On The Hunger Games

I finally get around to reading Hunger Games. (See what I did there?) I think it’s not terrible. It’s a decent action adventure yarn, but it’s not very deep, which I suppose is normal for a young adult book. It has a Dan Brown sort of flavor to it. I would have given it three stars out of five (“I liked it”) on GoodReads, except I did not like the ending, so I went back down to two stars (“it was ok”).

It takes me some time to get used to the first person, present tense writing. It’s not my favorite style. Later I realize there is a certain cadence to the writing. The sentences tend to be the same length. The sentences tend to be constructed the same way. All of the sentences end on a down beat. All of the sentences end with a noun. It hypnotizes the reader into reading more. Every chapter ends in a cliffhanger sentence. The reader is yanked, kicking and screaming, into reading the next chapter almost every time. The book ends on one of those cliffhanger sentences, and it really irritates me because I don’t want to get the second book (unless I see it on sale, as I did the first book). [I borrowed it with Amazon Prime for free!]

In the first third of the book, we are introduced to Katniss Everdeen and this dystopian world of the future, ruled by the Capitol, which I assume we are supposed to think is scarily similar to our own media-obsessed America. While there is a kernel of truth in it, I have a hard time suspending disbelief because I can’t see how this Panem society could ever develop or sustain itself, and we are not told much about the historical details of this place. It would have been much better if Panem existed in an alternate world, instead of trying to explain how it evolved out of modern day America. I surmise that young adults don’t care about that stuff, so I let it go.

The book gets considerably better when we start the actual Hunger Games, where we revert to a straight-up action suspense thriller story, which is pretty cool. Basically they stick Kat and twenty-three other kids (twelve to eighteen) in the wilderness and make them fight to the death. Who doesn’t like stories of people fighting to the death? I can see this part making a good movie. We’re supposed to be horrified about the deaths of these kids, but they don’t act like kids so it’s okay. There are no real surprises here. Kat makes relatively smart decisions (except a few bone-headed ones which she gets away with). Plot obstacles are overcome by helpful items floating down from the sky on parachutes (literally). It gets a little mushy at one point, in a young adult sort of way. What I assume was supposed to be a shocking twist could be seen a mile away. The final confrontation between the last three tributes feels a little weird and contrived and somewhat unsatisfactory, because they really didn’t confront each other.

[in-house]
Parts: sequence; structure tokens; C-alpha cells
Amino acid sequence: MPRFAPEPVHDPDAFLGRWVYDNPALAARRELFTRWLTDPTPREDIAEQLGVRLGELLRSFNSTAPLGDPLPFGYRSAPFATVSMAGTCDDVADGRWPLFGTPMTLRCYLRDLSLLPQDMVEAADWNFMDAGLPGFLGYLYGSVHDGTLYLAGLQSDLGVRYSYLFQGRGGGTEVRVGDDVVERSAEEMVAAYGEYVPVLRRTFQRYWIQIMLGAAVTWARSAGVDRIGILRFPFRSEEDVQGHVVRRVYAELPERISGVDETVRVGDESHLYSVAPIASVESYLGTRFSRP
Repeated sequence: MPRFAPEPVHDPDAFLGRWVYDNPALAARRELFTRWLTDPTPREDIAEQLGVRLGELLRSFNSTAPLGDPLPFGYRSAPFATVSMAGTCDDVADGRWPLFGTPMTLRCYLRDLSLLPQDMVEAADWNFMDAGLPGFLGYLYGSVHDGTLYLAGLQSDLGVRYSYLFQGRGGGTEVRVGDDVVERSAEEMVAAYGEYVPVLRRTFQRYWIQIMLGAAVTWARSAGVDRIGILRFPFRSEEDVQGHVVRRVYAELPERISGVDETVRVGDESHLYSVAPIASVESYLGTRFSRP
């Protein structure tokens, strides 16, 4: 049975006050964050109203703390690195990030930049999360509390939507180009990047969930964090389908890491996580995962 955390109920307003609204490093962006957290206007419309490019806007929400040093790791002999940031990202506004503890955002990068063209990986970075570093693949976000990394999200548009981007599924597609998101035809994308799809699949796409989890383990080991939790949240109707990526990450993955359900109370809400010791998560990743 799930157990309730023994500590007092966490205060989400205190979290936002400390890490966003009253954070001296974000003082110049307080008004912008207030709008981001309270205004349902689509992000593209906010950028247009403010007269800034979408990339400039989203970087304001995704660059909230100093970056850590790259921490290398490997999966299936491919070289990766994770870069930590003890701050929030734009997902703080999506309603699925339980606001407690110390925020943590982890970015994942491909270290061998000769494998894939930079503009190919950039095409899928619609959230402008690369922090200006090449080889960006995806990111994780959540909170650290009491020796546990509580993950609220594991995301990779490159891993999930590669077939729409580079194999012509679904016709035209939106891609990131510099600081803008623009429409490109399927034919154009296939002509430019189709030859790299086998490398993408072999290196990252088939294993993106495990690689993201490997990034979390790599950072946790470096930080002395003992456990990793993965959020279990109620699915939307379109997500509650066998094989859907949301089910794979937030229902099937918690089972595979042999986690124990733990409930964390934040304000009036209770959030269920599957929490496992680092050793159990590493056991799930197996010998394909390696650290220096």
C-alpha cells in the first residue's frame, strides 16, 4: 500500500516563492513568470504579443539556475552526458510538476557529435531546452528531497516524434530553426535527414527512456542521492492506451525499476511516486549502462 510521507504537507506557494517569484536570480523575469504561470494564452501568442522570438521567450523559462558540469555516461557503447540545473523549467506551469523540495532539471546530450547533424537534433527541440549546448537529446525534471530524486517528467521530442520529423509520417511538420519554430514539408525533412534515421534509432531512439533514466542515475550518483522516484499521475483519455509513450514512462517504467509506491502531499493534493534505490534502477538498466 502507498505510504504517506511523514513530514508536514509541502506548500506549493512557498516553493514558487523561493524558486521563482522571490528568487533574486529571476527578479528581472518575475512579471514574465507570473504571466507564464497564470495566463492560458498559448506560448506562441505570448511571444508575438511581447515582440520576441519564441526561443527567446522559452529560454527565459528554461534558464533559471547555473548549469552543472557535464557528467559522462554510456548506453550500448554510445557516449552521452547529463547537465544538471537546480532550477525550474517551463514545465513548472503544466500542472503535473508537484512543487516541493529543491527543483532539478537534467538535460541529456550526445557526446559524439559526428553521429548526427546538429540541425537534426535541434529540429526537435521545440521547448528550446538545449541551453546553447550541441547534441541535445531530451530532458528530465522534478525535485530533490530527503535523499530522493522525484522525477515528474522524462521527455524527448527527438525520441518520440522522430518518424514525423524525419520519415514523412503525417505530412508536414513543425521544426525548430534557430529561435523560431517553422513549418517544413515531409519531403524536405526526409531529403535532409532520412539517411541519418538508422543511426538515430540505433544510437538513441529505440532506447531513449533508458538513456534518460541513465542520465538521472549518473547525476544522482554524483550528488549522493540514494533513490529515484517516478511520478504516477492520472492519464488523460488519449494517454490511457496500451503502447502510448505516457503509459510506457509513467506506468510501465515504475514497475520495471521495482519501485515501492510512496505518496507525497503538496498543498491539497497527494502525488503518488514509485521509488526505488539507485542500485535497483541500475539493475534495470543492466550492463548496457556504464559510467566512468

On reflection, there was a lot of potential for agonizing conflict left on the table in the arena. At no point is Kat faced with having to kill someone that she likes, or even someone who is likable, so she has no moral dilemmas to overcome. The bad guys are clearly bad guys without any souls or personality, so we don’t mind them dying. (Some of them literally have no names.)

After she survives the games (spoiler alert: Kat survives), I want her to lead these districts in overthrowing the Capitol. Because, really, I think 75 years of these games is enough time for someone to figure out how to overthrow this circus of a government, don’t you? At the very least, Kat should grab her family and frickin’ leave town. There’s a bazillion square miles of area in North America to hide in. I assume this kind o thing is what the other two books are about (what else is there to do?), but the prospect of wading through Kat’s feelings about these two dudes to get to that conclusion is a bit revolting. [I read that there is another arena in the second book, so I’m a lot more interested in reading it now.]

So in short, start with The Lottery, add The Running Man and a touch of the obligatory young adult teen love triangle, and you’ve got the pop culture phenomenon known as The Hunger Games.

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